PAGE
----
A short declaration syntax is allowed within a function or loop. One or more variables may be defined this way. If multiple variables are defined using this method, then one of the variables may have already been declared. This is often used to define and use an error variable.
A type declaration defines a new named type. A common use is to create a type for a defined structure.
Go has a blank identifier, which causes the return value of the right side of the assignment to be ignored.
Go permits multiple assignments, which are done in parallel.
Any declared but not explicitly initialized variable is automatically initialized to the zero value of the type: false for booleans, 0 for numeric types,"" for strings, and nil for other types. A variable must either be initialized or the type must be specified.
Go, unlike C++, requires that two variables can only be compared or assigned if their type definitions match. Go does not support implicit type conversion.
Go constants can be typed or untyped. If the type is present, then the expressions must be assignable to that type. If the type is omitted, the constant takes the type of the expression. An untyped numeric constant represent values using arbitrary precision.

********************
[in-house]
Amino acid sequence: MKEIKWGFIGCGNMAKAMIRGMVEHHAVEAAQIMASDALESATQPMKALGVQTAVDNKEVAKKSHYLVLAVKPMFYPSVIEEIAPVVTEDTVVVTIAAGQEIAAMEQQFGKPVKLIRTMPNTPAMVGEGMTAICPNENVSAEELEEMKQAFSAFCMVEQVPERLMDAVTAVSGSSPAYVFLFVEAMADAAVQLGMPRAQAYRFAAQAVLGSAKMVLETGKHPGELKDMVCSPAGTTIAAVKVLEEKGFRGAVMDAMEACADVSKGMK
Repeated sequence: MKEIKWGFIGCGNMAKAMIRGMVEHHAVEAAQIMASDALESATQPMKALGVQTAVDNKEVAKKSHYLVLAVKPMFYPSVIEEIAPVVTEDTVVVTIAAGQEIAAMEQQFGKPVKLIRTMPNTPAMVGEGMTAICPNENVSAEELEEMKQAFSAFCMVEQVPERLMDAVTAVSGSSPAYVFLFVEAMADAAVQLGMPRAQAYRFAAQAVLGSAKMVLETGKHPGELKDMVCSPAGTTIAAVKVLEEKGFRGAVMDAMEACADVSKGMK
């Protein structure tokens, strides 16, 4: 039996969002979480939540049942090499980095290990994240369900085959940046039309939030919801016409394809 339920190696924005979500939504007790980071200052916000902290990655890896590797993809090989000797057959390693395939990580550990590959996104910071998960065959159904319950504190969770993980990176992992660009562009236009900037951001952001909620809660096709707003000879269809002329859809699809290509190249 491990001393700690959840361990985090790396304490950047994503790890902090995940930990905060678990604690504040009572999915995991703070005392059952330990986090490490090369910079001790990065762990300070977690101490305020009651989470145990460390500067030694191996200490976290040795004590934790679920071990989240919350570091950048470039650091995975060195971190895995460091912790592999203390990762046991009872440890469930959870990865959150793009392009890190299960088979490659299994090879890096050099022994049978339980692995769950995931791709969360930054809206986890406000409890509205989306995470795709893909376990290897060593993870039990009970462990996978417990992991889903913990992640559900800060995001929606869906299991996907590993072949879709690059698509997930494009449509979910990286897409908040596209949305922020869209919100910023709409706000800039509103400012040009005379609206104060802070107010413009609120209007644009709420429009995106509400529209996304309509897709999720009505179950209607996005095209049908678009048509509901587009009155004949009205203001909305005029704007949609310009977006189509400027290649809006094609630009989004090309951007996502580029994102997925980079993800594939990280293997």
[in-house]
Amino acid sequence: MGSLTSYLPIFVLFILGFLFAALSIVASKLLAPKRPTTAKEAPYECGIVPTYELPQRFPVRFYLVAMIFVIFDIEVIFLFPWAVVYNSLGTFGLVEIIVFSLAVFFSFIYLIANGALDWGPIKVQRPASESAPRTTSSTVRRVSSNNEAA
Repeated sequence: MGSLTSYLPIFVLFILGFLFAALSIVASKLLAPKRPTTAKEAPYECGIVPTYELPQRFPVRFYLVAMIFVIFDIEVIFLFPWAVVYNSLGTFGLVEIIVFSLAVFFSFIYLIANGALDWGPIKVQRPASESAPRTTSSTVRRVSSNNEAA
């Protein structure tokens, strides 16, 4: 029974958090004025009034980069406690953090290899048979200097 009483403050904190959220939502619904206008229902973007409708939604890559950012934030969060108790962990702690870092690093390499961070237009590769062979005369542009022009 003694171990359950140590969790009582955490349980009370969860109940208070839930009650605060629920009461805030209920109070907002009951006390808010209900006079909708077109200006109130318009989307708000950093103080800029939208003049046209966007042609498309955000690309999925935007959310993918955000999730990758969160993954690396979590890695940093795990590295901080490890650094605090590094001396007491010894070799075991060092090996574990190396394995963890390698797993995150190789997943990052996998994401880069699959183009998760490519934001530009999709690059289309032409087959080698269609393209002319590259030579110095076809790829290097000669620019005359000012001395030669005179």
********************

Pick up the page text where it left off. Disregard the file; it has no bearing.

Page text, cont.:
Go does not support enums. Instead, you can use the special name iota in a constant declaration that represents successive untyped integer constants.
Arrays in Go are first-class values. When an array is used as a function parameter, the function receives a copy of the array, not a pointer to it. However, in practice, functions often use slices for parameters; slices hold pointers to underlying arrays.
A slice can be understood to be a struct with three fields: an array pointer, a length, and a maximum size. Slices use the  operator to access elements of the underlying array. The len function returns the length of the slice, and the cap function returns the maximum size.
Given an array or another slice, a new slice is created via:
where newarr starts at index i and ends prior to index j. newarr refers to arr , thus changes made to newarr are reflected in arr . An array pointer can be assigned to a variable of slice type:
A slice is similar to std::vector in C++.
Hash tables are provided by the language. They are called maps. A map is an unordered collection of key-value pairs where the keys are unique. It is written as map[key_type]value_type, where key_type is the type of the map key and value_type is the type of the map value.